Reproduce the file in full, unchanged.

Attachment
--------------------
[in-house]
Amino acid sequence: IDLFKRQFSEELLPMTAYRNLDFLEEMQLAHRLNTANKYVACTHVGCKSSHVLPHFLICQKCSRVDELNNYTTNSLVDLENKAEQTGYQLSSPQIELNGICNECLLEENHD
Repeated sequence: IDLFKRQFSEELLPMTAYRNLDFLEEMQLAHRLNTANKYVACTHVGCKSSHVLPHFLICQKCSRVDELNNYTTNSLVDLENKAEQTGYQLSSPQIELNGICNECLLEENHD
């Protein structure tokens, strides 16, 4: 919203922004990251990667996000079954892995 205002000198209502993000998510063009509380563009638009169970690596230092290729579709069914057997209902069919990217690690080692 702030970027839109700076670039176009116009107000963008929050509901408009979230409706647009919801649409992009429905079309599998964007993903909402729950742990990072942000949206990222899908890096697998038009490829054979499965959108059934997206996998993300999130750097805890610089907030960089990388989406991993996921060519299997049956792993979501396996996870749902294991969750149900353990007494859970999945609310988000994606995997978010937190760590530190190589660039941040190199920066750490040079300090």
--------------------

[in-house]
Amino acid sequence: IDLFKRQFSEELLPMTAYRNLDFLEEMQLAHRLNTANKYVACTHVGCKSSHVLPHFLICQKCSRVDELNNYTTNSLVDLENKAEQTGYQLSSPQIELNGICNECLLEENHD
Repeated sequence: IDLFKRQFSEELLPMTAYRNLDFLEEMQLAHRLNTANKYVACTHVGCKSSHVLPHFLICQKCSRVDELNNYTTNSLVDLENKAEQTGYQLSSPQIELNGICNECLLEENHD
């Protein structure tokens, strides 16, 4: 919203922004990251990667996000079954892995 205002000198209502993000998510063009509380563009638009169970690596230092290729579709069914057997209902069919990217690690080692 702030970027839109700076670039176009116009107000963008929050509901408009979230409706647009919801649409992009429905079309599998964007993903909402729950742990990072942000949206990222899908890096697998038009490829054979499965959108059934997206996998993300999130750097805890610089907030960089990388989406991993996921060519299997049956792993979501396996996870749902294991969750149900353990007494859970999945609310988000994606995997978010937190760590530190190589660039941040190199920066750490040079300090």